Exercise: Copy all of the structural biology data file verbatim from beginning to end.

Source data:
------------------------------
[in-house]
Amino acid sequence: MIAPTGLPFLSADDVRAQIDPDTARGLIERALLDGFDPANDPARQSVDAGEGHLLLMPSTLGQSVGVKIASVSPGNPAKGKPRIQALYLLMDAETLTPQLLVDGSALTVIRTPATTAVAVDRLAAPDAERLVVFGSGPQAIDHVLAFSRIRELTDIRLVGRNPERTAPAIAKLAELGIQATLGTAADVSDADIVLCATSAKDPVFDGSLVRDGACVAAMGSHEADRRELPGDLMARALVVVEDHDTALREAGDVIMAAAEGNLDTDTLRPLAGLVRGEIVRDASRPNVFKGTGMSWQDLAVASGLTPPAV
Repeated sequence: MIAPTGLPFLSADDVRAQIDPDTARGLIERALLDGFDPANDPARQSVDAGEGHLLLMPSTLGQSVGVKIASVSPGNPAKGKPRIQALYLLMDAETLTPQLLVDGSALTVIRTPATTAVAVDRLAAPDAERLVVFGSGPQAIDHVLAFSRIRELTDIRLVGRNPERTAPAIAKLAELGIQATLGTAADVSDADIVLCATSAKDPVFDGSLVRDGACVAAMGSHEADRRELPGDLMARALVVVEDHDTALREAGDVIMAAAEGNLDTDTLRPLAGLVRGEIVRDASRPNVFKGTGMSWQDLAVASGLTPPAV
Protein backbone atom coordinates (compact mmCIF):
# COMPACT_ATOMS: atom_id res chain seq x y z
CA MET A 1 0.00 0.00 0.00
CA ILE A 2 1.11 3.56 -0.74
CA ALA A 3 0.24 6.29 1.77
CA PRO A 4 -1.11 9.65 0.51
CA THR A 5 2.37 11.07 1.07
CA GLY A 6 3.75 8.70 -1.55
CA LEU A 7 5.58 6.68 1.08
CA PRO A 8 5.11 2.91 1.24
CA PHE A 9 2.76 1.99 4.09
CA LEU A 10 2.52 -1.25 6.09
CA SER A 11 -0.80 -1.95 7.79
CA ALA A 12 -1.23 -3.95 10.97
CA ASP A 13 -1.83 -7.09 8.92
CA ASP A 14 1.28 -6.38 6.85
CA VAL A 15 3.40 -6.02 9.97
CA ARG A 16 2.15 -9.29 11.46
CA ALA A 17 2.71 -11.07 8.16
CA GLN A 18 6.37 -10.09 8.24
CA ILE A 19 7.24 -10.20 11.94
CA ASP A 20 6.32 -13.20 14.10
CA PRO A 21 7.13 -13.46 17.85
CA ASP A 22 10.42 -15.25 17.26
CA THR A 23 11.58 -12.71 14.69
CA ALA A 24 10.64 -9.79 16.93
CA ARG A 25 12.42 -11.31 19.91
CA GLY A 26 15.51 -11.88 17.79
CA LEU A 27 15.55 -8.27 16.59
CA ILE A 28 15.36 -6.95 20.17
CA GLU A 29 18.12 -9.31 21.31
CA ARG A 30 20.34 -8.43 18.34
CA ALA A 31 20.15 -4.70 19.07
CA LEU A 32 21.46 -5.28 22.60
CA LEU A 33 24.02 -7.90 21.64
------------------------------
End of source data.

[in-house]
Amino acid sequence: MIAPTGLPFLSADDVRAQIDPDTARGLIERALLDGFDPANDPARQSVDAGEGHLLLMPSTLGQSVGVKIASVSPGNPAKGKPRIQALYLLMDAETLTPQLLVDGSALTVIRTPATTAVAVDRLAAPDAERLVVFGSGPQAIDHVLAFSRIRELTDIRLVGRNPERTAPAIAKLAELGIQATLGTAADVSDADIVLCATSAKDPVFDGSLVRDGACVAAMGSHEADRRELPGDLMARALVVVEDHDTALREAGDVIMAAAEGNLDTDTLRPLAGLVRGEIVRDASRPNVFKGTGMSWQDLAVASGLTPPAV
Repeated sequence: MIAPTGLPFLSADDVRAQIDPDTARGLIERALLDGFDPANDPARQSVDAGEGHLLLMPSTLGQSVGVKIASVSPGNPAKGKPRIQALYLLMDAETLTPQLLVDGSALTVIRTPATTAVAVDRLAAPDAERLVVFGSGPQAIDHVLAFSRIRELTDIRLVGRNPERTAPAIAKLAELGIQATLGTAADVSDADIVLCATSAKDPVFDGSLVRDGACVAAMGSHEADRRELPGDLMARALVVVEDHDTALREAGDVIMAAAEGNLDTDTLRPLAGLVRGEIVRDASRPNVFKGTGMSWQDLAVASGLTPPAV
Protein backbone atom coordinates (compact mmCIF):
# COMPACT_ATOMS: atom_id res chain seq x y z
CA MET A 1 0.00 0.00 0.00
CA ILE A 2 1.11 3.56 -0.74
CA ALA A 3 0.24 6.29 1.77
CA PRO A 4 -1.11 9.65 0.51
CA THR A 5 2.37 11.07 1.07
CA GLY A 6 3.75 8.70 -1.55
CA LEU A 7 5.58 6.68 1.08
CA PRO A 8 5.11 2.91 1.24
CA PHE A 9 2.76 1.99 4.09
CA LEU A 10 2.52 -1.25 6.09
CA SER A 11 -0.80 -1.95 7.79
CA ALA A 12 -1.23 -3.95 10.97
CA ASP A 13 -1.83 -7.09 8.92
CA ASP A 14 1.28 -6.38 6.85
CA VAL A 15 3.40 -6.02 9.97
CA ARG A 16 2.15 -9.29 11.46
CA ALA A 17 2.71 -11.07 8.16
CA GLN A 18 6.37 -10.09 8.24
CA ILE A 19 7.24 -10.20 11.94
CA ASP A 20 6.32 -13.20 14.10
CA PRO A 21 7.13 -13.46 17.85
CA ASP A 22 10.42 -15.25 17.26
CA THR A 23 11.58 -12.71 14.69
CA ALA A 24 10.64 -9.79 16.93
CA ARG A 25 12.42 -11.31 19.91
CA GLY A 26 15.51 -11.88 17.79
CA LEU A 27 15.55 -8.27 16.59
CA ILE A 28 15.36 -6.95 20.17
CA GLU A 29 18.12 -9.31 21.31
CA ARG A 30 20.34 -8.43 18.34
CA ALA A 31 20.15 -4.70 19.07
CA LEU A 32 21.46 -5.28 22.60
CA LEU A 33 24.02 -7.90 21.64